I’m on REPAYE. One of the best things about REPAYE is that, depending on your income, the government might subsidize part of your repayment. This is important because, in a world where you still can’t refinance student loan interest rates, it’s the only “official” way to make your effective interest rate go down.
For the sake of simple math, let’s say your interest accrues at $300 a month, but based on your income you can afford $100 (they calculate what they think you can afford). The difference between what you can afford and what you accrue is $200. They will pay 50% of that. So every month, you don’t have to pay $100 in interest.
Now, the way they think you’re going to use it is by making your minimum payment, and then the extra $100 nobody paid gets added to your loan balance, and it goes up every year. At the end of 20-25 years, the whole amount gets “forgiven” and you have to pay taxes on that forgiveness.
BUT if your goal is to pay it down, then you could still use this to your benefit. Take advantage of the $100 savings each month, and pay aggressively. Your payments will go further because you’ll be accruing less interest.
One caveat is that their method of getting the subsidy is…odd. I think they send a statement to the government every month, and then the government sends in the subsidy, which gets applied to your account. In other words, you only get the subsidy when you pay $100 a month. If you make a big payment, you don’t get the subsidy that month. (Talk to your student loan servicer to double check this, it’s pretty complicated).
Long story short, you could take advantage of the subsidy most months, then make a few large lump-sum payments throughout the year. You would then be able to pay it down more quickly than you would without REPAYE.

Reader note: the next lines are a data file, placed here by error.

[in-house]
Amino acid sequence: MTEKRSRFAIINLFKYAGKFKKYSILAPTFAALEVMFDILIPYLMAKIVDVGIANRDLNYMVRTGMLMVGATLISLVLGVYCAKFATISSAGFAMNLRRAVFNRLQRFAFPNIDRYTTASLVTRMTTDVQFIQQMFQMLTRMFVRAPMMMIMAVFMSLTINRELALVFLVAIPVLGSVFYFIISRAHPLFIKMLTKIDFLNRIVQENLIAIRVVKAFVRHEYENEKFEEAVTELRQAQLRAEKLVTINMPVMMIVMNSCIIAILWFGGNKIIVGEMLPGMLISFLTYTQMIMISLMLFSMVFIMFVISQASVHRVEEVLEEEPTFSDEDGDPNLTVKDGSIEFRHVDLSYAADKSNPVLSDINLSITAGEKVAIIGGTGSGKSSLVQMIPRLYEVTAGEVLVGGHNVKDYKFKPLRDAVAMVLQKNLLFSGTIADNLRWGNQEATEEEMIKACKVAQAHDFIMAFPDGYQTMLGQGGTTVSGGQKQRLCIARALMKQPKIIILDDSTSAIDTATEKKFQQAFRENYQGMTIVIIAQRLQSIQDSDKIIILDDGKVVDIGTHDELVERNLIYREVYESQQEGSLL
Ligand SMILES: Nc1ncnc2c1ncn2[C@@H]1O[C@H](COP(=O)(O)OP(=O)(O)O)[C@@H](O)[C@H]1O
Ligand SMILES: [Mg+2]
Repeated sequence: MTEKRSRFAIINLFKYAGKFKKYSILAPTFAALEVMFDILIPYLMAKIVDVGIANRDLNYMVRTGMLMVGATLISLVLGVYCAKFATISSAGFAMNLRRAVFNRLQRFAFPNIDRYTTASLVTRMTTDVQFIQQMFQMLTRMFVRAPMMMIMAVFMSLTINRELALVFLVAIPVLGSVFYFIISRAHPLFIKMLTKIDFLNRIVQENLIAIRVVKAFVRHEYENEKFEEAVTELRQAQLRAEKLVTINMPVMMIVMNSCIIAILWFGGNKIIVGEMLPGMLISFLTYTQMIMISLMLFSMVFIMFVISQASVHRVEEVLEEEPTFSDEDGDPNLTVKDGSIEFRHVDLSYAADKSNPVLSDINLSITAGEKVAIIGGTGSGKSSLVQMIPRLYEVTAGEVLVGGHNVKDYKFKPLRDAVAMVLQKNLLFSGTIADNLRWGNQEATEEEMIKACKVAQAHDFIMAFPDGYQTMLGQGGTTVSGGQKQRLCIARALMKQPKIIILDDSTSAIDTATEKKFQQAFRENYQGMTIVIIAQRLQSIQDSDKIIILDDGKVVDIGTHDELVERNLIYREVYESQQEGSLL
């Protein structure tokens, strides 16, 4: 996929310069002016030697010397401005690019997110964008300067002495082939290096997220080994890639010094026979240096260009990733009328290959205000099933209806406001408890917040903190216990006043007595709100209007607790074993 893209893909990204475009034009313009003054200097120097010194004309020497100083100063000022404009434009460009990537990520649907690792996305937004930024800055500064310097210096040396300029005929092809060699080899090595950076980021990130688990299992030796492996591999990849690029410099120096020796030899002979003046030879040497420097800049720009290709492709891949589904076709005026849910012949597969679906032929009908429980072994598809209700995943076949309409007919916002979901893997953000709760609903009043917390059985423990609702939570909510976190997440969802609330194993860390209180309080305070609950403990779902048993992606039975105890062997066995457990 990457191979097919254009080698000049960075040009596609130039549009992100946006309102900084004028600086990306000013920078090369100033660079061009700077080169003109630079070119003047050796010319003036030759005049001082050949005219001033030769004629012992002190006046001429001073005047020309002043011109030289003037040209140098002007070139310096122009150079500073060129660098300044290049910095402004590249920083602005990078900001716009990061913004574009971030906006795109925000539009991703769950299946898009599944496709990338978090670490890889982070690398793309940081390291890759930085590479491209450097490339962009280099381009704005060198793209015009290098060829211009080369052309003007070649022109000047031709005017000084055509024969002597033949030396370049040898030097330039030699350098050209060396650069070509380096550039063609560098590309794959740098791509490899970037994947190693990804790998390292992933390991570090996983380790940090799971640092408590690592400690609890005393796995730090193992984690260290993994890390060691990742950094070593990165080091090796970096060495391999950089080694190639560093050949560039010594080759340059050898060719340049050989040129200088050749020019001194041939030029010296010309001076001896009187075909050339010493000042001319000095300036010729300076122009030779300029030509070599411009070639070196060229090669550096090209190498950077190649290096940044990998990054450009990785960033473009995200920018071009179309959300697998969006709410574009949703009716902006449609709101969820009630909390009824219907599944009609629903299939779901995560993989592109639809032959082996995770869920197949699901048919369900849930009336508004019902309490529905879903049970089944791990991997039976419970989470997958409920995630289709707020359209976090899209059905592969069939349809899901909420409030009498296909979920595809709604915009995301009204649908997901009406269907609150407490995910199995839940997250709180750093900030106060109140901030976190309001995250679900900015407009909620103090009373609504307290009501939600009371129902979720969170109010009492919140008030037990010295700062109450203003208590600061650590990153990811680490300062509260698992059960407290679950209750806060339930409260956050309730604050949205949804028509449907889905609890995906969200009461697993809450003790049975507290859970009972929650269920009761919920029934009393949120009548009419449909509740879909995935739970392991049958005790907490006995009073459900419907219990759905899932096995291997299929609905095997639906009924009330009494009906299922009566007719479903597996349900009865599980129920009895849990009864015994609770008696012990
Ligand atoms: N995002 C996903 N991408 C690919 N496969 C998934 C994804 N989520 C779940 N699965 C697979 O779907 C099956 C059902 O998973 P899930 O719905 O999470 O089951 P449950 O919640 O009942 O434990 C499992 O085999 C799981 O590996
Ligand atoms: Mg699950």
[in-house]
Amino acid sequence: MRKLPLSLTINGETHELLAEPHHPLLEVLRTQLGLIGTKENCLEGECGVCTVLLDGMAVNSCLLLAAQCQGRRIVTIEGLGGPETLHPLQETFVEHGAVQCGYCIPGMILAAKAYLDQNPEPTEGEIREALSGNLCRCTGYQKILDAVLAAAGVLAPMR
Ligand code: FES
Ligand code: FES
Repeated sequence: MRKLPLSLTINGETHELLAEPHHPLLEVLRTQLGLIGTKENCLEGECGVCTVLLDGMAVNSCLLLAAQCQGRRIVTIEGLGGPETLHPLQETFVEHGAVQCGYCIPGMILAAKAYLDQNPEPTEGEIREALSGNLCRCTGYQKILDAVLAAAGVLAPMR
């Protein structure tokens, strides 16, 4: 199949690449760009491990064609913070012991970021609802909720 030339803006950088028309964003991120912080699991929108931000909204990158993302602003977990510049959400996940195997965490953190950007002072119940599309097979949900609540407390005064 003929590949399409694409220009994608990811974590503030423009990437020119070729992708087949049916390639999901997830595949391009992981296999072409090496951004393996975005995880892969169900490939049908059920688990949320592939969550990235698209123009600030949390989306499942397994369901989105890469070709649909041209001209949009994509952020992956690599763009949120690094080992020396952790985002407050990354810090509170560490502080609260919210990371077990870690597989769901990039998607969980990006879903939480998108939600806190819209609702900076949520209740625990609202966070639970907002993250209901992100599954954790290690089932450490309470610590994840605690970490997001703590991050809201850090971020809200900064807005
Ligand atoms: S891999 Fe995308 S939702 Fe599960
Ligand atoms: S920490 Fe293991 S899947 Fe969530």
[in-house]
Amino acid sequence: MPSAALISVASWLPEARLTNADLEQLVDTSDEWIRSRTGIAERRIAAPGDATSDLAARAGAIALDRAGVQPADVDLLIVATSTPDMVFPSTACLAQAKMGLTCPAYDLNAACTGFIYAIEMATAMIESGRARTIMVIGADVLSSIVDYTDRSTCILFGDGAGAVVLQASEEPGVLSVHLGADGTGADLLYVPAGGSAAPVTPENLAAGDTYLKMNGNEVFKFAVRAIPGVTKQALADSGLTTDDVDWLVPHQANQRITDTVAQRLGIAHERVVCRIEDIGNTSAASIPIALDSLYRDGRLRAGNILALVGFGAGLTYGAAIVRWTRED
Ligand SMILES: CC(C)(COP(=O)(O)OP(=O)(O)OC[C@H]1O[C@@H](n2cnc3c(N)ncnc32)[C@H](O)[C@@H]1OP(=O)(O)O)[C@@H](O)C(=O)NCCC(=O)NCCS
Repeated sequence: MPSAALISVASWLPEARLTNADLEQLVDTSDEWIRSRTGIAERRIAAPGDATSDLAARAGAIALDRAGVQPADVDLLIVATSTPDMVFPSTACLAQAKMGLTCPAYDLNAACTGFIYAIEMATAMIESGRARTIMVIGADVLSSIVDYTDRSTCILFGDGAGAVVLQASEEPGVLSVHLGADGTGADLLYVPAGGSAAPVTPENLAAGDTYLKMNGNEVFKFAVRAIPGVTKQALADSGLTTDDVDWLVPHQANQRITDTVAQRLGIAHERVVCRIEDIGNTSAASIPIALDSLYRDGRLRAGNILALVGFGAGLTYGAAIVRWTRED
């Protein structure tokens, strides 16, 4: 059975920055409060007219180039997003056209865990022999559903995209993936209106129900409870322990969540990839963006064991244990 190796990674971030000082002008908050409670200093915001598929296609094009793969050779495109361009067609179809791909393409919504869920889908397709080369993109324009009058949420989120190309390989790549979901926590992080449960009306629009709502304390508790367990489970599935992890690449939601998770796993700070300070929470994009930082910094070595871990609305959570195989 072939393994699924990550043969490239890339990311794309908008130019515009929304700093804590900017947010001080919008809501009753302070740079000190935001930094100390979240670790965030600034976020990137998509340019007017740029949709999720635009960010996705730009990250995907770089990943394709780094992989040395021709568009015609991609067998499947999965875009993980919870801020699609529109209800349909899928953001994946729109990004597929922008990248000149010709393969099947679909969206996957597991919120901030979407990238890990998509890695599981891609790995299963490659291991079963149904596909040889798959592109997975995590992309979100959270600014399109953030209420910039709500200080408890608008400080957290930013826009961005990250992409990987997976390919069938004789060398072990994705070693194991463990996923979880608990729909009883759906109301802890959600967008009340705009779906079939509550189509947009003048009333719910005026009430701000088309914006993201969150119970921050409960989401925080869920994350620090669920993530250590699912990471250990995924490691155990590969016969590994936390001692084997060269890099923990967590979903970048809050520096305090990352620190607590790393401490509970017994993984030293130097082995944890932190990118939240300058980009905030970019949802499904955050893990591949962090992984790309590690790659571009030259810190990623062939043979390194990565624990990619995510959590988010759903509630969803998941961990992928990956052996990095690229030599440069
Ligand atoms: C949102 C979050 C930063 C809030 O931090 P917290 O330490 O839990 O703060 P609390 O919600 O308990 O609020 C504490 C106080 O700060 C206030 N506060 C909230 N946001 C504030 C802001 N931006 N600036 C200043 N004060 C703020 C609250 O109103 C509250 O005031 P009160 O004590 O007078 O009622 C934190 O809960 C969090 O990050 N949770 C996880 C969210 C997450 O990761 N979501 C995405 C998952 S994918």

If you apply for REPAYE now, you then have a year until they recalculate your income. If during that year you get a raise, then you could really take advantage of that subsidy. Your payments would only be x, but you could afford 2x or 3x, and make those payments without paying all that interest.
If however your income goes down, you can contact them to recalculate even if a year hasn’t passed yet. So it’s win-win.
One more thing to note: REPAYE is an even better deal if you have subsidized loans. For the first 3 years you’re on REPAYE, the whole “difference” between what you can afford and what you accrue is paid by the US government. So in the example above, you’d be getting a 200$ subsidy every month. If you have a mix of subsidized and unsubsidized loans, you could then put your extra money towards paying down the unsubsidized loan first.
Hope this helps.